Wednesday, March 15, 2023
When You Wish Upon A (Lode) Star
Headnote summary of a decision issued today by the New Jersey Supreme Court.
In the context of legal fee awards, a “lodestar” is the number of hours reasonably expended multiplied by the reasonable hourly rate. In this appeal, the Court considers the trial court’s reduction of the lodestar calculation proposed by plaintiff Harold Hansen in seeking attorney’s fees and costs after prevailing against his former employer, defendant Rite Aid Corp., on a claim for discrimination based on sexual orientation contrary to the Law Against Discrimination (LAD). The Court also considers the trial court’s denial of legal fees incurred on appeal under Rule 2:11 4 and its assessment of the contingency enhancement of the lodestar at 20%.
After his employment was terminated in May 2008, plaintiff brought claims against Rite Aid and other defendants alleging age discrimination, sexual orientation discrimination, and gender discrimination in violation of the LAD, as well as several common law claims. After three trials, a jury returned a verdict in plaintiff’s favor on his LAD sexual orientation discrimination claim and awarded him a total of $420,500 in compensatory and punitive damages.
Plaintiff moved for an award of counsel fees and costs. In plaintiff’s initial submission, he asked the trial court to determine that a reasonable hourly rate for his lead counsel and the attorney who assisted in the first of the three trials was $725, and that a reasonable number of hours spent on this matter was 3,252. He requested that the trial court determine the lodestar to be $2,355,892.50, and that the court apply a one hundred percent enhancement to the lodestar. Plaintiff also sought an award of costs. In total, plaintiff requested an award of $5,035,773.50.
In support of plaintiff’s fee application, his lead counsel submitted a certification. Plaintiff’s counsel attributed the large number of hours billed to erroneous rulings by the trial judges. She attached to her certification an invoice setting forth time entries reflecting claimed billable hours, and enumerating the disbursements included in the proposed award of costs. Defendants opposed the application, challenging the $725 hourly rate as well as aspects of the records submitted by plaintiff’s counsel.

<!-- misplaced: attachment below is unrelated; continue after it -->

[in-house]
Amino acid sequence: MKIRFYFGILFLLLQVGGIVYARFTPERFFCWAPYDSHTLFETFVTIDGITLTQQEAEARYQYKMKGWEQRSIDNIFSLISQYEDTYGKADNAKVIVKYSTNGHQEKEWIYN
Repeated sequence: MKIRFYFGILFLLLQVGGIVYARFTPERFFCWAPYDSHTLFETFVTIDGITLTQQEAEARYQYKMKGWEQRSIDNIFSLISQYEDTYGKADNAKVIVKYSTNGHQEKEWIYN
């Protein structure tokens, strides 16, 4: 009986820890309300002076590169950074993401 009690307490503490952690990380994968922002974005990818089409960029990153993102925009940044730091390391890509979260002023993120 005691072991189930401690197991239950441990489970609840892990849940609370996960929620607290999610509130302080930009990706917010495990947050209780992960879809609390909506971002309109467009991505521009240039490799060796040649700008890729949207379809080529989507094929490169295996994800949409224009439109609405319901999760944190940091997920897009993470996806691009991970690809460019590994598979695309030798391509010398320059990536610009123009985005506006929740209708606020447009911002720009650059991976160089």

The trial court issued a seventy-three-page decision with a fifty-four-page spreadsheet reflecting its analysis of the time entries and disbursements set forth in plaintiff’s invoice. The court ruled that a reasonable hourly rate for plaintiff’s lead counsel in this case was $375 per hour and a reasonable hourly rate for the assistant attorney was $325 per hour.
The trial court also found that the total number of hours for which plaintiff sought an award of fees was unreasonable. The court identified several categories of legal work improperly included in plaintiff’s fee application, including work on unrelated matters. The trial court also excluded all time entries reflecting plaintiff’s counsel’s representation of plaintiff in the Appellate Division and in this Court; in the trial court’s view, it could award no fees for appellate work because plaintiff did not seek an award in either appellate court under Rule 2:11-4. The trial court cited plaintiff’s counsel’s multiple entries claiming that more than twenty-four hours of legal work had been performed in a single day. It stated that unwarranted hours were billed for certain tasks and ruled that counsel had spent an excessive amount of time on the fee application itself.
The court also rejected many of plaintiff’s claims for costs incurred in disbursements to vendors, finding the request to be replete with errors and duplicate entries and inadequately supported with vendor receipts. Noting that plaintiff was successful on only one claim and that plaintiff’s lead counsel performed tasks that should have been assigned to a junior attorney or a paralegal, the trial court reduced the lodestar by twenty percent.
The trial court then considered plaintiff’s request for a one hundred percent enhancement of the lodestar because plaintiff’s counsel represented plaintiff on a contingent fee. Noting the complex procedural history of the case, counsel’s confidence in the strength of plaintiff’s claims as reflected by the settlement demands she made on plaintiff’s behalf, and the attorney’s risk of nonpayment, the trial court awarded a twenty percent enhancement of the lodestar.
The trial court awarded $741,387.97 in fees and costs. The Appellate Division affirmed, and the Court granted certification. 250 N.J. 353 (2022).
The court affirmed the hourly rate but remanded on two points
The Court reverses the Appellate Division’s judgment in two respects. First, the Court holds that when an appellate court reverses a judgment and remands for further proceedings, and the plaintiff is not yet a prevailing party when the appeal concludes, Rule 2:11-4 sets an unworkable and unfair deadline for applications for legal fees incurred on appeal. The Court vacates the trial court’s denial of all appellate legal fees and remands for a detailed review of plaintiff’s application for those appellate fees under the principles stated in Rendine v. Pantzer, 141 N.J. 292 (1995), and Walker v. Giuffre, 209 N.J. 124 (2012). Second, the Court reverses the Appellate Division’s judgment affirming the trial court’s assessment of the contingency enhancement of the lodestar at twenty percent. This appeal is a typical discrimination case warranting a contingency enhancement between 20 and 35%, but the attorney’s risk of nonpayment in this protracted proceeding justifies an enhancement within that range that is higher than 20%.
Oral argument linked here. (Mike Frisch)